January 7, 2019 / 7:11 PM / 7 months ago

TREASURIES-Yields rise with stocks as Fed policy, trade talks in focus

 (Adds data, updates prices)
    * Stock gains reduce demand for safe haven bonds
    * U.S. and China resume trade talks
    * U.S. Treasury to sell $78 bln supply this week 

    By Karen Brettell
    NEW YORK, Jan 7 (Reuters) - U.S. Treasury prices fell on
Monday, extending losses from Friday, as investors evaluated the
likelihood of further Federal Reserve rate hikes this year and
as the United States and China resumed trade talks.
    Bond yields rose and stocks rallied on Friday after Fed
Chairman Jerome Powell sought to ease market concerns that the
U.S. central bank was ignoring signs of an economic slowdown,
saying he was aware of the risks and would be patient and
flexible in policy decisions this year.             
    That came after December’s jobs report showed that employers
added 312,000 workers to their payrolls, the most in 10 months,
while average hourly earnings rose 11 cents, or 0.4 percent.
    “You had a blockbuster payroll number and Powell basically
giving the market exactly what it wanted,” said Gennadiy
Goldberg, an interest rate strategist at TD Securities in New
    Benchmark 10-year notes             fell 6/32 in price to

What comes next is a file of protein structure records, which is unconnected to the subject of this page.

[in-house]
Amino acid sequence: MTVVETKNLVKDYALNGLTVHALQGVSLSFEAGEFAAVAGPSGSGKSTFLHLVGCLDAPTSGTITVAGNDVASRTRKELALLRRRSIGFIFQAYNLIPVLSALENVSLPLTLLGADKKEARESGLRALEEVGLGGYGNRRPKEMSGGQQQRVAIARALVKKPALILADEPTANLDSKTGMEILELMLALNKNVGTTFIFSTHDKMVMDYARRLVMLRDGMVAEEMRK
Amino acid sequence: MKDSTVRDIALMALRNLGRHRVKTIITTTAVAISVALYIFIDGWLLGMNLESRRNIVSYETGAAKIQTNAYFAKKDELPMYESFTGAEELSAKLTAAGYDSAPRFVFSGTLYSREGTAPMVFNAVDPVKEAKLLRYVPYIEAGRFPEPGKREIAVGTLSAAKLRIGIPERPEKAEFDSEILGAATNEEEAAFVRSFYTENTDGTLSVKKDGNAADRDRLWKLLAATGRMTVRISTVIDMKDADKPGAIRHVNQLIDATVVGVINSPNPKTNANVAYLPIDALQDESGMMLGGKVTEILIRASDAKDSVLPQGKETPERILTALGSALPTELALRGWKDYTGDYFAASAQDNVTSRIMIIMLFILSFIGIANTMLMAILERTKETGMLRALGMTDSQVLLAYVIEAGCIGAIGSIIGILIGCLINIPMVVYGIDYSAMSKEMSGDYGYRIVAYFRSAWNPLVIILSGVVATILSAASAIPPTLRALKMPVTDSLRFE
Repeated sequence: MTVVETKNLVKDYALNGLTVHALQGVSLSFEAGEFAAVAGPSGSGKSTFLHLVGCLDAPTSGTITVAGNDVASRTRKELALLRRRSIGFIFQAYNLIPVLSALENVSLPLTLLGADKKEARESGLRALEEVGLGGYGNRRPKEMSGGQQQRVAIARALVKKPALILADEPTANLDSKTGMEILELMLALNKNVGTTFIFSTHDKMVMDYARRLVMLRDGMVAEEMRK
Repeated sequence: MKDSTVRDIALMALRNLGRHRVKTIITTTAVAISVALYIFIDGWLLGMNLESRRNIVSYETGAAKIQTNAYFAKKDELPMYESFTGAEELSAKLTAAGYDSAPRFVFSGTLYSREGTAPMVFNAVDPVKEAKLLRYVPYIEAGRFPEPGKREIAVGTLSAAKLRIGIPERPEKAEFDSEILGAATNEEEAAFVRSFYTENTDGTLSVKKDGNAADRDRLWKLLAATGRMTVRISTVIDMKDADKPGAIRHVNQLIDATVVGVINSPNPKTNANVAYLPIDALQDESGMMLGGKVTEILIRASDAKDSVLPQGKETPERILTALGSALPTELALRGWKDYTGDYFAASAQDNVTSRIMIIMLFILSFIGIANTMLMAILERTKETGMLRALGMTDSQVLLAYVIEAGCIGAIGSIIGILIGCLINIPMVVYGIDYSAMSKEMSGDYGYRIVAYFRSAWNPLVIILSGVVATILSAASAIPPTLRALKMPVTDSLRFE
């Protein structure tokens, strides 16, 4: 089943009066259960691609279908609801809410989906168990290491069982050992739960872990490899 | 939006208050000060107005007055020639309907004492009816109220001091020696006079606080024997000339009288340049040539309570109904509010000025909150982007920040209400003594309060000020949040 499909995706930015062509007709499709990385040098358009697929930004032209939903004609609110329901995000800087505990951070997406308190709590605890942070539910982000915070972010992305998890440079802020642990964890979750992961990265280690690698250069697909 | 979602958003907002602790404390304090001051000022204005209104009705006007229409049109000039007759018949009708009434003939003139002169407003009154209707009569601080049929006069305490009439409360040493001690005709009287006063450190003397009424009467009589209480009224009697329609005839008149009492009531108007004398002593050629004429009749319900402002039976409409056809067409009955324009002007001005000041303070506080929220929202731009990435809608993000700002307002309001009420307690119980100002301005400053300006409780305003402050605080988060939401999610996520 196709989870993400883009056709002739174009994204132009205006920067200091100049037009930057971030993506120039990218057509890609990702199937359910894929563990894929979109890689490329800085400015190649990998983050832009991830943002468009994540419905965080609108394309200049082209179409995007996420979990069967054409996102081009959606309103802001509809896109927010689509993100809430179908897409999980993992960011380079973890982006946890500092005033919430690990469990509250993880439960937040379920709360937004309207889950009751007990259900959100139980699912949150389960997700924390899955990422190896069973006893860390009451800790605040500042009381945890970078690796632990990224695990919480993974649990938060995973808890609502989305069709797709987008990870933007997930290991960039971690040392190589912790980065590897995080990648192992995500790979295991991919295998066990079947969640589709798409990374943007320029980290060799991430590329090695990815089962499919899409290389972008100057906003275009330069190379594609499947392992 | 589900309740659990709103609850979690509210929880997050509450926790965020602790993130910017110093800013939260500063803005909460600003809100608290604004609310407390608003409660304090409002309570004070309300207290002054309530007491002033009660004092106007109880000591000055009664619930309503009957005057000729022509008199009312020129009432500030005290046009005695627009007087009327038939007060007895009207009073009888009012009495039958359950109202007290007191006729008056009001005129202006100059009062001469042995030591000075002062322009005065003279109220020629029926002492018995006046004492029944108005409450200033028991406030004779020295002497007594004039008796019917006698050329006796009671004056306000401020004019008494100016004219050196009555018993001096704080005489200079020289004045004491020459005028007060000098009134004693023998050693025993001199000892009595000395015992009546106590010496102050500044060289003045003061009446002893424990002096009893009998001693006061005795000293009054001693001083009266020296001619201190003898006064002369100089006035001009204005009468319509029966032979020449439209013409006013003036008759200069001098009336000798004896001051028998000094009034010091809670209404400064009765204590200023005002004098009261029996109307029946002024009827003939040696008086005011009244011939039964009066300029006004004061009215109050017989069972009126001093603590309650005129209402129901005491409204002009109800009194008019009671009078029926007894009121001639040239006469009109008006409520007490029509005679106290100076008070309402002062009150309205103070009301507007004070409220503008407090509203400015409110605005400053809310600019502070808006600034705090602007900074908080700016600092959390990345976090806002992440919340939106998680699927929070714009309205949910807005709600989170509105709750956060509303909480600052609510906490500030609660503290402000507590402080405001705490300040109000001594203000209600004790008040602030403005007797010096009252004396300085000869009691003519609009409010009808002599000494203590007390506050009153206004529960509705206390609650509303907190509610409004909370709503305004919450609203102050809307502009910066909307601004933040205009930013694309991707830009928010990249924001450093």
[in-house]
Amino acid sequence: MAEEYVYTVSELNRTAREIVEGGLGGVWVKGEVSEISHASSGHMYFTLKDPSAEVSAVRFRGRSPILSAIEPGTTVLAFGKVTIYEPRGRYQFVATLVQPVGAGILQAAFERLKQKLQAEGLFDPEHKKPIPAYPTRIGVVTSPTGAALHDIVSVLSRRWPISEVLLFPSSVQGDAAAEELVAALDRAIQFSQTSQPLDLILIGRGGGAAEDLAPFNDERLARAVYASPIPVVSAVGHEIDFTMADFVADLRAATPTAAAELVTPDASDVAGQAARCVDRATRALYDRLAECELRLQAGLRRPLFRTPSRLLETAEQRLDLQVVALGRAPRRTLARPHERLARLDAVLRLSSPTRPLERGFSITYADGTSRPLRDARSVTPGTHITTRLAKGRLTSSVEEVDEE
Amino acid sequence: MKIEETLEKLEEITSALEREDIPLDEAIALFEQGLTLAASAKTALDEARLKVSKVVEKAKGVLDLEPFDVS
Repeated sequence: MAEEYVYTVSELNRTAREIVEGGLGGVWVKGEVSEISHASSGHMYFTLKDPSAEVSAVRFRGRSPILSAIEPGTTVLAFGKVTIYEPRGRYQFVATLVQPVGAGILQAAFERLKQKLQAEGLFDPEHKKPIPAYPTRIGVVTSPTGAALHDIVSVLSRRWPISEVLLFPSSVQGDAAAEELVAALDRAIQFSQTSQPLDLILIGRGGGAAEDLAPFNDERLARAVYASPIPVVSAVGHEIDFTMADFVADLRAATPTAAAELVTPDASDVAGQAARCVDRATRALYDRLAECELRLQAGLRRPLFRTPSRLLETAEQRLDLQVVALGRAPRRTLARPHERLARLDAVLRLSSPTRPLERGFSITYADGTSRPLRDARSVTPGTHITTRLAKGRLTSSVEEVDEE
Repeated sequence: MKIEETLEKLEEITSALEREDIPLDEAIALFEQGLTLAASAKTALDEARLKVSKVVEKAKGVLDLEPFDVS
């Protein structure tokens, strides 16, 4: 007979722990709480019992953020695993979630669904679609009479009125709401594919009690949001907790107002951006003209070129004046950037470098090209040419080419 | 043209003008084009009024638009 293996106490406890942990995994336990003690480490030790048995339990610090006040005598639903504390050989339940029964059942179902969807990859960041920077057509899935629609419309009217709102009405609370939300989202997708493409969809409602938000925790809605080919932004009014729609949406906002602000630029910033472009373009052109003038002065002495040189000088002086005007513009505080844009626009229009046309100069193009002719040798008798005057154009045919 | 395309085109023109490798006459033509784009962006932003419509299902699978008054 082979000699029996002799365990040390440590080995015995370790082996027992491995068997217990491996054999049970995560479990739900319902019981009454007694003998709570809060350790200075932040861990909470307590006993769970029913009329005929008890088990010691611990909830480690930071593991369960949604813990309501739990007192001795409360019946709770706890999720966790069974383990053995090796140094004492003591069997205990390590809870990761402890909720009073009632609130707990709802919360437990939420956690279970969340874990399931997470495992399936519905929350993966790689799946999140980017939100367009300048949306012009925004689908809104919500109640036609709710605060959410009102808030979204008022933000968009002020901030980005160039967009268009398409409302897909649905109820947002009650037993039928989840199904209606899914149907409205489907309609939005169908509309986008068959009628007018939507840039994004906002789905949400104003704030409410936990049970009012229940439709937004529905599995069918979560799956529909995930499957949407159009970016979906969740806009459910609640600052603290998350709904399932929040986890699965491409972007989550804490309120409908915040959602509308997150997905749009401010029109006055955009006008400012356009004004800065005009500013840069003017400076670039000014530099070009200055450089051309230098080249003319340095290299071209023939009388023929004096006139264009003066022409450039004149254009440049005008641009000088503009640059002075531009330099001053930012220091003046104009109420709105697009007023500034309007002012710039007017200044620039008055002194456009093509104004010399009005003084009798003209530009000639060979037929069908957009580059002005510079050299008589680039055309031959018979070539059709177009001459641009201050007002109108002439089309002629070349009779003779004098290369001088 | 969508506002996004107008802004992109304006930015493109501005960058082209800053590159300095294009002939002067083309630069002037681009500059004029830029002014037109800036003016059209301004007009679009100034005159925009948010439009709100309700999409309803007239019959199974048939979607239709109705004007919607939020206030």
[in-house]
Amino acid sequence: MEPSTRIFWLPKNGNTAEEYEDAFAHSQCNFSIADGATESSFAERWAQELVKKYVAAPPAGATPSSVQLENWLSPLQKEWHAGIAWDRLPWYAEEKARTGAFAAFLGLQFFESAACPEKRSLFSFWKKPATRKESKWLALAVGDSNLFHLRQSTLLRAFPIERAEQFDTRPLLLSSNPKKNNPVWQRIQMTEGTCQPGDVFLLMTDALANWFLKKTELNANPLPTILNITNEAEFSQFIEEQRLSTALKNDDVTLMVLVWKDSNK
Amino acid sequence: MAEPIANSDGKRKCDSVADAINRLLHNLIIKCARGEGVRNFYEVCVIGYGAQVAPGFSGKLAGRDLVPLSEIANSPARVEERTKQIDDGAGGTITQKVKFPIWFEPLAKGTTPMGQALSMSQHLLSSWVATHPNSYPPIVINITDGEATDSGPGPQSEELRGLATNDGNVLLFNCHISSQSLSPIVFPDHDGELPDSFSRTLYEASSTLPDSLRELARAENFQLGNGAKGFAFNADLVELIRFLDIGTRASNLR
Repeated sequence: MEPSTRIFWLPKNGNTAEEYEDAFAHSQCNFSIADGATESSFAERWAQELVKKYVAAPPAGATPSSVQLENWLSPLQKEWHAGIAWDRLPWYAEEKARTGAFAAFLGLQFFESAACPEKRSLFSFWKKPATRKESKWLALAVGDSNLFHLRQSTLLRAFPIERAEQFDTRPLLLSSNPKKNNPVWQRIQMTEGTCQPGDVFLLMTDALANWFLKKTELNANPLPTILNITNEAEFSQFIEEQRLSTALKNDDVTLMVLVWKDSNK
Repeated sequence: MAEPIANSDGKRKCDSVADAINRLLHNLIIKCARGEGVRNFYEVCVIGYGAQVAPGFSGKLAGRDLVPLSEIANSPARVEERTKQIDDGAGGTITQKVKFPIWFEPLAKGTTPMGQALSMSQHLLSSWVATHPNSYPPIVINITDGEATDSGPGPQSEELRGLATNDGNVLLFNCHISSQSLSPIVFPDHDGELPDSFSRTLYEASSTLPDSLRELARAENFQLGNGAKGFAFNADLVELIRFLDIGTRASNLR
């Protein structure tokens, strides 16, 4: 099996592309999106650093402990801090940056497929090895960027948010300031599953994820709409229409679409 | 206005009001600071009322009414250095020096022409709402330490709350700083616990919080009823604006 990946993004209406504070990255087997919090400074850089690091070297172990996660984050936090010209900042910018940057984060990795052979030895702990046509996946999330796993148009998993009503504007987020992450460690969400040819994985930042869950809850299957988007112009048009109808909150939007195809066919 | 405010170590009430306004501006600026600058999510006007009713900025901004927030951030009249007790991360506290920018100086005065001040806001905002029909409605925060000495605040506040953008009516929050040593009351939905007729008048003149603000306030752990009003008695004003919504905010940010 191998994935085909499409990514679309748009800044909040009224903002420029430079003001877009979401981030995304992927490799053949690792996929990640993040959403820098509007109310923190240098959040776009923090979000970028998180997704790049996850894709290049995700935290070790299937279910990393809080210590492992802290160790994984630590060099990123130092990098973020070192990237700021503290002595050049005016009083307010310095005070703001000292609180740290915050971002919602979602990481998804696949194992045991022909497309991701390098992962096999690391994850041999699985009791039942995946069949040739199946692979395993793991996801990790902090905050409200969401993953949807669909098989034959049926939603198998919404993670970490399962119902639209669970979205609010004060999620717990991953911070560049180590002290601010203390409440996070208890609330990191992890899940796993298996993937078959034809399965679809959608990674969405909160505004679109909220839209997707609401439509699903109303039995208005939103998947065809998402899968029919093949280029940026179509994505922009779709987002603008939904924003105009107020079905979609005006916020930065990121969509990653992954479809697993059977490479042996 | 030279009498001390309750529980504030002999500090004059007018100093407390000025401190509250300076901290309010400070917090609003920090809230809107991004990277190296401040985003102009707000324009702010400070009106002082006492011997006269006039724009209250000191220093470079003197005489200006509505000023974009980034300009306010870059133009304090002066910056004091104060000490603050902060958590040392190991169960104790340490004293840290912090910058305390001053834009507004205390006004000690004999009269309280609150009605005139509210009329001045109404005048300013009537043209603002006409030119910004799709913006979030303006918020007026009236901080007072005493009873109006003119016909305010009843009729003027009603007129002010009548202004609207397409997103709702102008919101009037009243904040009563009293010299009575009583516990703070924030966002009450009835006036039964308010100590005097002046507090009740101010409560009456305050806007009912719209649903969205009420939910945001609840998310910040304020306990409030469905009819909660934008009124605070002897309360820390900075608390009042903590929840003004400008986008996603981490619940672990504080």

yield 2.680 percent, up from 2.659 percent on Friday. The yields
fell as low as 2.543 in overnight trading on Thursday, the
lowest since January 2018.
    The yields have tumbled from 3.05 percent at the beginning
of December as concerns about slowing international growth and
Fed rate increases prompted a sharp selloff in stocks.
    Interest rate futures traders are now partially pricing in a
rate cut for this year, while the Fed has said that two rate
increases are likely.
    The U.S. central bank will release minutes from its December
meeting on Wednesday. Powell is also due to speak on Thursday.
    Bond yields and stocks pushed higher on Monday even after
data was less bullish on the economy, showing that the growth of
U.S. services industries slowed to a five-month low in December.
    Investors are also focused on trade talks between the United
States and China.
    U.S. officials are meeting their counterparts in Beijing
this week for the first face-to-face talks since U.S. President
Donald Trump and China's President Xi Jinping agreed in December
to a 90-day truce in a trade war.             
    The Treasury Department will sell $78 billion in
coupon-bearing supply this week, including $38 billion in
three-year notes on Tuesday, $24 billion in 10-year notes on
Wednesday and $16 billion in 30-year bonds on Thursday.

 (Editing by Frances Kerry and Lisa Shumaker)
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